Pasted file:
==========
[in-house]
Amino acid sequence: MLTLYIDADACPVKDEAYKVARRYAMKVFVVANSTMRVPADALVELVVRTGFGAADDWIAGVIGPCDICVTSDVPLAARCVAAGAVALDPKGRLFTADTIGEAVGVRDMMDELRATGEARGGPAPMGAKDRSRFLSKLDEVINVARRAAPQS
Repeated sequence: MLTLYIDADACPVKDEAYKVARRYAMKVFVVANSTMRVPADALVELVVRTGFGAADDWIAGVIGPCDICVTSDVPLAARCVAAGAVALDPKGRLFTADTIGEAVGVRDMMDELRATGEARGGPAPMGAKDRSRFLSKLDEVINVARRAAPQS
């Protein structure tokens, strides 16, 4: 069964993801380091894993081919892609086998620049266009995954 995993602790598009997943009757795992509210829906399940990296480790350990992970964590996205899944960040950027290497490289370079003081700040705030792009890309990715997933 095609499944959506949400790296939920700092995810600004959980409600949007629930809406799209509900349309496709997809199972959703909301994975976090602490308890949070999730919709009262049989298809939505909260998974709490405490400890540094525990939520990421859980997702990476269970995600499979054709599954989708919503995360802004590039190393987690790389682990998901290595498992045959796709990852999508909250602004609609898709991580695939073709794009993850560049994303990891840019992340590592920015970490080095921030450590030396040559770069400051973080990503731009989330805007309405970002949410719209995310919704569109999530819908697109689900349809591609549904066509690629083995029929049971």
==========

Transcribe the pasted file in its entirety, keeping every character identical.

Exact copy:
[in-house]
Amino acid sequence: MLTLYIDADACPVKDEAYKVARRYAMKVFVVANSTMRVPADALVELVVRTGFGAADDWIAGVIGPCDICVTSDVPLAARCVAAGAVALDPKGRLFTADTIGEAVGVRDMMDELRATGEARGGPAPMGAKDRSRFLSKLDEVINVARRAAPQS
Repeated sequence: MLTLYIDADACPVKDEAYKVARRYAMKVFVVANSTMRVPADALVELVVRTGFGAADDWIAGVIGPCDICVTSDVPLAARCVAAGAVALDPKGRLFTADTIGEAVGVRDMMDELRATGEARGGPAPMGAKDRSRFLSKLDEVINVARRAAPQS
């Protein structure tokens, strides 16, 4: 069964993801380091894993081919892609086998620049266009995954 995993602790598009997943009757795992509210829906399940990296480790350990992970964590996205899944960040950027290497490289370079003081700040705030792009890309990715997933 095609499944959506949400790296939920700092995810600004959980409600949007629930809406799209509900349309496709997809199972959703909301994975976090602490308890949070999730919709009262049989298809939505909260998974709490405490400890540094525990939520990421859980997702990476269970995600499979054709599954989708919503995360802004590039190393987690790389682990998901290595498992045959796709990852999508909250602004609609898709991580695939073709794009993850560049994303990891840019992340590592920015970490080095921030450590030396040559770069400051973080990503731009989330805007309405970002949410719209995310919704569109999530819908697109689900349809591609549904066509690629083995029929049971």